Friday 4th June 2021 – LV County Championship – The Spitfire Ground, Canterbury
“Starting from Sunday, England will be basking in a two week spell of warm and dry weather”
That was the cue I needed to book some cricket trip in whilst I still had the time during the week to do so. After the red-neck inducing sunshine at The Oval last Sunday, I planned to make my first trip to Canterbury of the season for the second day of the County Championship game with Northants.
A cursory check of the weather forecast on Wednesday suggested a cloudy day with a small chance of a shower, a standard forecast for most summer days in England. Nothing more to worry about until David ‘Bumble’ Lloyd mentioned in the final session of the Test Match from Lords on Thursday that “Friday looked ominous for any cricket”. I checked the forecast – cloud had been replaced by 50% chance of rain all afternoon. Being an optimist, I took this as meaning there was a 50% chance it wouldn’t rain. I never learn.
Friday morning saw the forecast now 60% chance of rain from 10am. On arriving at the appointed hour at Canterbury West there wasn’t any rain in the air at all. Ha! Cricket 1 Weather forecast 0. I went for breakfast and of course as soon as I readied myself to leave, it started to rain. Not light rain, heavy thumping rain.
I sat in Costa weighing up my options. Having spent so long getting here I was loathed just to turn around and come straight back home. I had my lunch in my bag , a few beers and a good book. But would there be anywhere undercover to sit and pray that the rain would stop, the sun would come out and we would get to see any play?
My mind was made up as I overheard the conversation on the next table. A women was greeted by a friend and their loud discussion focused on the fact that her ex-partner was due out from prison today, having been incarcerated for ABH on her, inflicting a stab wound and a head injury. “But I still love him, June”. I would go to the cricket rather than risk the odds of running into “cuddly Tel” as she called him.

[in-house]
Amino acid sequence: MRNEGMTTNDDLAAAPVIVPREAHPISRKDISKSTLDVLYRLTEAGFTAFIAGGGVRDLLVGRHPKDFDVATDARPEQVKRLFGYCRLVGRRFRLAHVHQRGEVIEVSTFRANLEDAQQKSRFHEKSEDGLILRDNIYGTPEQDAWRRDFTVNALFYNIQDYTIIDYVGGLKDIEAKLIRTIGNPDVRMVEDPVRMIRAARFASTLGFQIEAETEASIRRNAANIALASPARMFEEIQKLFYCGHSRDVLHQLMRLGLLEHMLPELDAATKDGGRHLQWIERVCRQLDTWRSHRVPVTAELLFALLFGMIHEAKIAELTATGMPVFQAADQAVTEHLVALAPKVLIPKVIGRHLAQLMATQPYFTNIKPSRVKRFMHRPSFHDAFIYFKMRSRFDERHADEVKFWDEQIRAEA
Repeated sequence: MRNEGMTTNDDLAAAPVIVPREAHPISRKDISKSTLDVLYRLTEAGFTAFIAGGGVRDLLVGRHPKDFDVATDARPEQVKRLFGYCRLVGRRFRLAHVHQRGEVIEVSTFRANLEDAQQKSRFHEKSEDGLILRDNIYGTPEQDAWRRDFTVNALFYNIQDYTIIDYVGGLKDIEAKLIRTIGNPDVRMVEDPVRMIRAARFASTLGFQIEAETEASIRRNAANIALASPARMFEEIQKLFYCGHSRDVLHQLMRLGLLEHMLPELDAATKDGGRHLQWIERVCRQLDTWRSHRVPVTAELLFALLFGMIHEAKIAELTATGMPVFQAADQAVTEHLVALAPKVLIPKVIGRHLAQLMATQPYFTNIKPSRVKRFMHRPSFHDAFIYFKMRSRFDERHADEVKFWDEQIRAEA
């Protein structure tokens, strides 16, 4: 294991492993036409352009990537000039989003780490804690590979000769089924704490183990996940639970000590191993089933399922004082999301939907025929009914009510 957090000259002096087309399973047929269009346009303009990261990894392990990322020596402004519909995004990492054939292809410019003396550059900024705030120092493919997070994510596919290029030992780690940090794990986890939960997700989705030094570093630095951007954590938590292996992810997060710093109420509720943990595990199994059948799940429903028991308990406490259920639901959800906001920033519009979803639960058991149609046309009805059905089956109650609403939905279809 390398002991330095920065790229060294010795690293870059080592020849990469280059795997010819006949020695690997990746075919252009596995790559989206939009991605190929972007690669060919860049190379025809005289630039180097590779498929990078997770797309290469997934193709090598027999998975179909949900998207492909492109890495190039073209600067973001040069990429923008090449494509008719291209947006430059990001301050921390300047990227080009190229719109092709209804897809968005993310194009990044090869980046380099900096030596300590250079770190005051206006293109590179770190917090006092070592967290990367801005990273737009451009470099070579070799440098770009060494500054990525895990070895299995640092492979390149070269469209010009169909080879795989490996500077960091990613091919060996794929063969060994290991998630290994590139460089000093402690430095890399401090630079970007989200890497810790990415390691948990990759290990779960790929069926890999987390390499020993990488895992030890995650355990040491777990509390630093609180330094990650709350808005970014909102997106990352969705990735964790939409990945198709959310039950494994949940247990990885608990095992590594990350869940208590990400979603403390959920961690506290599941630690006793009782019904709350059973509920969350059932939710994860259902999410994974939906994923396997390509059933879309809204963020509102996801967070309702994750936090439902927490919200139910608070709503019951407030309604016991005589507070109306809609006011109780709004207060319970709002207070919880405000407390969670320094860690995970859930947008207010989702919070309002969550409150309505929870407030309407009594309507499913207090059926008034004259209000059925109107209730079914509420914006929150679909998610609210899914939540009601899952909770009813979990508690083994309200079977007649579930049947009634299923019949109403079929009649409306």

The Spitfire Ground is a good 20 minute walk out of the centre of Canterbury. Unsurprisingly, I was a lone walker in the direction of the ground. Every few minutes I looked skywards in the hope of a break in the rain but the clouds said otherwise. The good news was that I wasn’t the only spectator heading into the ground on the very very off chance there could be some play. “Mad dogs and Englishmen go out in the midday sun”, Noel Coward once said, but likewise, cricket fans will sit in the pouring rain until the last possible moment of a chance of play.
The Spitfire Ground has been transformed in recent years, more around the non-cricket side. A Sainsbury‘s local at the entrance, and a smart complex of retirement flats with the best views in the ground sit on the Old Dover Road side, whilst the cluster of old, unique stands at the North end of the ground were providing shelter from the now torrential rain. Long gone is the tree that stood within the boundary ropes and some of the other temporary stands. It does have a bit of a lop-sided feel with the covered accommodation all at one end, whilst the open to the elements seats was around the main scoreboard.
A few hardy souls were sitting in their uncovered seats, huddled under umbrellas but by the scheduled lunch break even they had given up hope. A cheerful tweet that the players were taking lunch belied the futility of any possible play. The bars remained shut, the hog roast remained very much unroasted.
But still, here I sat. I was dry, the vista was perfect, albeit damp and I could enjoy my lunch and watch the big screen that was showing some highlights. The way I figured was I’d be able to rebook my ticket anyway so I may as well enjoy the day as much as I could. It was serene, with the rain hitting the roof of the stand, the birds prancing about in the puddles and the occasional player peaking their heads out of the dressing room before quickly retreating. I’ve had worse afternoons although the smug tweets from other friends around the county grounds in the Midlands and the North where there was play, and even sunshine didn’t dampen my mood..much. Their turn would come.
After so long without fans being able to be in grounds, then severe restrictions put on the numbers that could attend, days like this are a kick in the teeth for the counties, but rain is a permanent natural hazard of the game in this country and the sun would shine another day…perhaps Sunday when the cricket ground tour heads to Leicester.